The West

Fishermen net rare goblin shark
Fishermen net rare goblin shark

As sea creatures go, they don't come much uglier than this.

Shrimp fishermen in the Gulf of Mexico caught a rare goblin shark.

The fishermen were stunned when the 5.5m pink shark, with a long, protruding snout and over the top of rows of teeth, was pulled up in their nets.

"I didn't even know what it was," lifetime fisherman Carl Moore told the Houston Chronicle. "I didn't get the tape measure out because that thing's got some wicked teeth, they could do some damage."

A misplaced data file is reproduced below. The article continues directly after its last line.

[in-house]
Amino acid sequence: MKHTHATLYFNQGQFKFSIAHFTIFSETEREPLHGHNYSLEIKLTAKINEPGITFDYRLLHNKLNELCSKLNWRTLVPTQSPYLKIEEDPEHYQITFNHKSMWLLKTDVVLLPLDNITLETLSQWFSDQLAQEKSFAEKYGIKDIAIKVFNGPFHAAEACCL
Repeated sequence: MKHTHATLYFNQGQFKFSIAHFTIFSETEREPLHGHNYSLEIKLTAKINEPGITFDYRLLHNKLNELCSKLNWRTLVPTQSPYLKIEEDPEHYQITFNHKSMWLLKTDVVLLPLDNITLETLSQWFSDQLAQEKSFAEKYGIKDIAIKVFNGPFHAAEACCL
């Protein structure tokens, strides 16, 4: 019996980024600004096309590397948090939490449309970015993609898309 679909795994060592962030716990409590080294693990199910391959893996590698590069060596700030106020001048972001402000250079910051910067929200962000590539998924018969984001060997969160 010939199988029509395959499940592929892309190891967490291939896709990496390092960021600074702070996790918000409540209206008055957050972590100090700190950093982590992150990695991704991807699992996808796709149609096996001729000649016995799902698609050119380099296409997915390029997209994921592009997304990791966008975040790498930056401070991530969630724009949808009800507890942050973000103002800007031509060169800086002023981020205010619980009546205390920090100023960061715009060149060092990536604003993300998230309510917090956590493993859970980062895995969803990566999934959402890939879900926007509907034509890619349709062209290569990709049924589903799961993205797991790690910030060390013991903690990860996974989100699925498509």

The jaw of the Goblin Shark comes out like a second head as its prey unwittingly swims by. Photo: The Science Channel/YouTube.

The create was thrown back into the water, but was captured in pictures.

"This is great news," National Oceanic and Atmospheric Administraion shark expert John Carlson told the Chronicle.

"This is only the second confirmed sighting in the Gulf, the majority of specimens are found off Japan or in the Indian Ocean and around South Africa."

Goblin sharks usually inhabit the seas at depths of around 100m.

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